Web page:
The articles are pretty interesting because they detail what life is like growing up with a twin who's a different race than you.
This is maybe a bit of a stretch, but when I was thinking about what to write about last night, it struck me that in the Enneagram world, we have a similar enigma to the twin who defies categorization, and that's the Self-Preservation Two: the Helper who would prefer to be helped. You expect one thing, and you actually get the opposite.
First, let's look at the Type Two in general. Commonly called "the Helper", their core identity is formed by a sadness around an early disconnection from the Source of Love, and so they go through life trying to replicate that feeling they knew at a preverbal level by going out of their way to connect with others- often by offering their help. Being envelopped in Divine Love was rapturous, so it's completely understandable that you'd be scrambling to get that feeling back.
They represent the heart's longing for, as childhood psychologist Margaret Mahler termed it, symbiosis- feeling one with the Mother and her breast. "The imprint of this symbiotic relationship, then, leaves the Two with the conviction that union with Being [or Source] happens through union with another person" (Maitri, 2000).
Twos are at the beginning of the heart triad, where the search for love, value, and identity take place. In the heart triad, there is manipulation of the inner state to suit the external environment. The shapeshifters and chameleons of the Enneagram, Twos, Threes, and Fours ask themselves what prized qualities would make them more loveable, and seek to deliver them, at the cost of their own individuality. For the Two, that quality they see missing, needed, and therefore most desired in the world, is love.
Two's tend to be friendly, warm, affectionate, and giving. I heard in an interview with Dan Siegel that Twos have more mirror neurons than other types, which accounts for their ability to sense your needs before you even know about them yourself. In their conscious minds, the helping is without strings, but unconsciously, because Two's have repressed their agression [because that's not conducive to union], they have a backwards way of getting what they want out of life. Refusing to satisfy their own needs (because that would be selfish), they are driven by an unconscious belief that if they can just give enough, someone will recognize their sacrifice and come and love them for who they truly are and fulfill all their needs without them having to ask. In Jung's archetypes, they are the Great Mother or Great Goddess, hoping to finally be recognized as such so they can finally flourish and come to life, like Sleeping Beauty, as Sandra Maitri points out. Another stereotype is that of the Jewish mother, who, as Maitri says, would say something like, "Look at all I do for you. And even though you never call me or think about me, here I am, sacrificing for you out of the goodness of my heart. Don't worry about me, I'll be fine."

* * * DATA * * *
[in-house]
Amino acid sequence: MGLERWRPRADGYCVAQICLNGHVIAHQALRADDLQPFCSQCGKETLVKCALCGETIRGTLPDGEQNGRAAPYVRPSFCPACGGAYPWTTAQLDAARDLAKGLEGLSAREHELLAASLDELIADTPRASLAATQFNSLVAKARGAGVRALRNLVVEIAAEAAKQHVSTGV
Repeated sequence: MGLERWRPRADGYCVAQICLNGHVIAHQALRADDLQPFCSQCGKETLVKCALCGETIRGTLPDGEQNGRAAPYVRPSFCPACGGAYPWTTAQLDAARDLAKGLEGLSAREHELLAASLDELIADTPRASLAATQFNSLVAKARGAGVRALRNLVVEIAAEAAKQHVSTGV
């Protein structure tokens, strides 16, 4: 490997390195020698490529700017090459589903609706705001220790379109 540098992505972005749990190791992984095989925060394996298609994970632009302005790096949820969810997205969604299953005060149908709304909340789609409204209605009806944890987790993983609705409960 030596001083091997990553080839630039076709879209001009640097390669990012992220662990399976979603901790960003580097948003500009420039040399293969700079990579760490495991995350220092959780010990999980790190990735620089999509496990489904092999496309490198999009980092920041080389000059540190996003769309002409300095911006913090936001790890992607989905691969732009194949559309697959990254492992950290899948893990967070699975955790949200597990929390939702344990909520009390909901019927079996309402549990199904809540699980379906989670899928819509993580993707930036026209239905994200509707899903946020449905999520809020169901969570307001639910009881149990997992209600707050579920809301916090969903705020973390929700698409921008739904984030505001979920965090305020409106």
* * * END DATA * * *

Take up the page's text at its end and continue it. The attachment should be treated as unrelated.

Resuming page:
The exquisite Sandra Maitri, who is a Type Two herself, describes them thus:
Twos, then, manipulate through giving to get what they want. They feed you, flatter you, play to you, cajole you, and as Naranjo used to say, unlike Sixes who lick boots, Two's- to use a vulgar but apt phrase- kiss ass. Their biggest manipulation, however, is being helpful. They will help you out with whatever you need- whether you were aware of the need or not- whether it's financial help, doing something for you, listening to your troubles, matchmaking, counselling, cajoling, supporting you and so on.
In a loving relationship, a Two idealises need as the quintessential quality that lovers should have for each other, and they go to greath lengths to make themselves needed.
They try to insinuate themselves and make themselves indispensable to someone they need in this way so that they will be needed in return.
I work in a school, and I often have little Type Twos coming into my office often asking if there's anything I need help with. The asking frequently turns to begging. "Pleeeeeeeeeease can we help? Pleeeeeeease is there anything, ANYTHING at all you might need help with?"
OK. So I'm sure you get the idea. But now I was going to write about a particular sub-type of the Two, the Self-Preservation Two, where you get all the emotional manipulation without much helping! But I've run out of time. I'm just going to have to say "to be continued."